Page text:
A delightful folk tale for children about friendship, forgiveness and how Lizard Lick, N.C., got its name.
Matthews’ debut children’s book tells the story of the amusingly named little town of Lizard Lick, a real-life town in North Carolina. The true origins of the town’s name are shrouded in mystery (and may have something to do with moonshine and thirsty lizards), but Matthews invents a fun, imaginative folk-inspired version of its origin. Young Carson asks his grandfather, Papa Richard, how Lizard Lick got its funny name. Papa Richard tells that once, there were two types of folk living by Sweetwater Pond: the Lizards and the Frogs. On the edge of the pond, the Lizards were led by Mayor Walla and their police chief, Broadhead Billy; out on the lily pads, the Frogs of Frogville follow Mayor Hairy Frog and their own top cop, Bullfrogger. Harmony and friendship reign in Sweetwater Pond until a drought hits; as resources dwindle, the Frogs decide that the pond isn’t big enough for both them and the Lizards. To decide who will have ownership over the pond and who will have to leave, the Frogs challenge the Lizards to a sports competition, which includes events such as the long jump, a 10-meter run and a tug of war. The ensuing contest is sure to keep children on the edges of their seats, but the title might give the game away; as Papa Richard says, “It was because the lizards licked the frogs.” But Matthews’ tale isn’t about winners and losers, but about the power of forgiveness, the importance of sharing, and the good karma that comes from playing fair and square. The author’s easy-to-read, descriptive prose is accompanied by Taylor’s beautiful watercolor illustrations that colorfully and wonderfully develop the story’s world and characters. The Frogs and Lizards are rendered in exquisite detail, with humanlike expressions, while still retaining their animal qualities, and the backgrounds will give young readers a great sense of the North Carolina landscape.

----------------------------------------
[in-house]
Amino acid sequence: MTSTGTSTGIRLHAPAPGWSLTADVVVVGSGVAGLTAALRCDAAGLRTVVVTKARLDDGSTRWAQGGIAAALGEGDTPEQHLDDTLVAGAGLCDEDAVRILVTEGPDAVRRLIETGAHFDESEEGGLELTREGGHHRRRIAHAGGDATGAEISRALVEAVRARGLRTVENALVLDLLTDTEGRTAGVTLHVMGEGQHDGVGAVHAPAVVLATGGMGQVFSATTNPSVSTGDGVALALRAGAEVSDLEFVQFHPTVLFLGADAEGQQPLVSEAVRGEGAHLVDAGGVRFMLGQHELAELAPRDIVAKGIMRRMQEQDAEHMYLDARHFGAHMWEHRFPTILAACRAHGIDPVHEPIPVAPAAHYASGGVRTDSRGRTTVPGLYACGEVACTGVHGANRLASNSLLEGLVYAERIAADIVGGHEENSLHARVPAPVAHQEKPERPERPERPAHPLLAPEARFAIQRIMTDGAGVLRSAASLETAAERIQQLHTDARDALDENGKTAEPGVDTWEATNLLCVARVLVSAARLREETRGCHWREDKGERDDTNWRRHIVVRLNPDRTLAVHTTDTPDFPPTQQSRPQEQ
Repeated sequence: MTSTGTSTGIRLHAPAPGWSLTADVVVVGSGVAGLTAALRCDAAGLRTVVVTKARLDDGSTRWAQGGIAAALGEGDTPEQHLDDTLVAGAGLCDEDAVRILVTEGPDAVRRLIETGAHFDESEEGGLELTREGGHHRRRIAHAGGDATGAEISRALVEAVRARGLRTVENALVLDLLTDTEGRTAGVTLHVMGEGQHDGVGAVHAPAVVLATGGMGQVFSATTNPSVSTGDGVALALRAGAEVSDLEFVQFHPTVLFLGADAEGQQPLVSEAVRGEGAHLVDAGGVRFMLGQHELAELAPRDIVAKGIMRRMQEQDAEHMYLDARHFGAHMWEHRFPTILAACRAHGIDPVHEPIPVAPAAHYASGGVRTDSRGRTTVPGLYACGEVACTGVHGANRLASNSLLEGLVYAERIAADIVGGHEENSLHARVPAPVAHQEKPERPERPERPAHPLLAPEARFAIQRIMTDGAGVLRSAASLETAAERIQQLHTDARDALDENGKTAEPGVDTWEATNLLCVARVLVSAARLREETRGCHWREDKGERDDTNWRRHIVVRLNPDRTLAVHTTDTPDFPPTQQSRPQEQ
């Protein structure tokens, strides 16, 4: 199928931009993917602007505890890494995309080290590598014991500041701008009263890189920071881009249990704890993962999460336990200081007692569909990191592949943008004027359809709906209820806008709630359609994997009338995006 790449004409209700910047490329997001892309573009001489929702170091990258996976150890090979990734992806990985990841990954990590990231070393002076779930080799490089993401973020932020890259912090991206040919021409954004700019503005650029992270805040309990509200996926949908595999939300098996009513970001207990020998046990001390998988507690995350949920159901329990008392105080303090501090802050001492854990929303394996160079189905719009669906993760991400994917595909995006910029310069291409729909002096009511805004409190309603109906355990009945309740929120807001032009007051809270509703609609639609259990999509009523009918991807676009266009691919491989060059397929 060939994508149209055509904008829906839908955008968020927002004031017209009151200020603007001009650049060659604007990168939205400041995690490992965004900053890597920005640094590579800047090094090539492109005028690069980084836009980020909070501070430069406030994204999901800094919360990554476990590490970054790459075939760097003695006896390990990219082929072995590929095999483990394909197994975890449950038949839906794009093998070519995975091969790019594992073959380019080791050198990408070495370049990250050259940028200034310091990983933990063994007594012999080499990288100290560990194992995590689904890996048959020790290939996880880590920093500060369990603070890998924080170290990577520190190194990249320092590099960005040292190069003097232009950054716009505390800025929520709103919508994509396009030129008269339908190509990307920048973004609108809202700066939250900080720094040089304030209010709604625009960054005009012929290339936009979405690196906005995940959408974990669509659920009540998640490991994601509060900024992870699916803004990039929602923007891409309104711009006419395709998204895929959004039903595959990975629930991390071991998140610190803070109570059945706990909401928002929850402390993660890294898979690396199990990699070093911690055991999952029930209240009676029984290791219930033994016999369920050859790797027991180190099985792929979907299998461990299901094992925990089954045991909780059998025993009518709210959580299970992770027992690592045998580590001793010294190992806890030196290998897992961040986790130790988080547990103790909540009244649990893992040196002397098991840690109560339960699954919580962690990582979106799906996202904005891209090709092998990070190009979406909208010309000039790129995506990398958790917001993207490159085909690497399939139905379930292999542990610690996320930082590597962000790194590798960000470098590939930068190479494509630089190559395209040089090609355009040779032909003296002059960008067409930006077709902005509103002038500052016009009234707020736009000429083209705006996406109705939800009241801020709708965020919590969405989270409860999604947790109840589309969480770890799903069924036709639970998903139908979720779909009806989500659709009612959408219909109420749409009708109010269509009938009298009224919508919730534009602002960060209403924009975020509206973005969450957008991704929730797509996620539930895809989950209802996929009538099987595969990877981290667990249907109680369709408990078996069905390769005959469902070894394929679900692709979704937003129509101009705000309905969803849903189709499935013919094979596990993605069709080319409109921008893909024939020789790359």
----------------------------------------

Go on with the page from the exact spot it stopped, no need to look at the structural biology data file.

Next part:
A wholesome, down-home children’s book, with fine illustrations and a kid-friendly moral.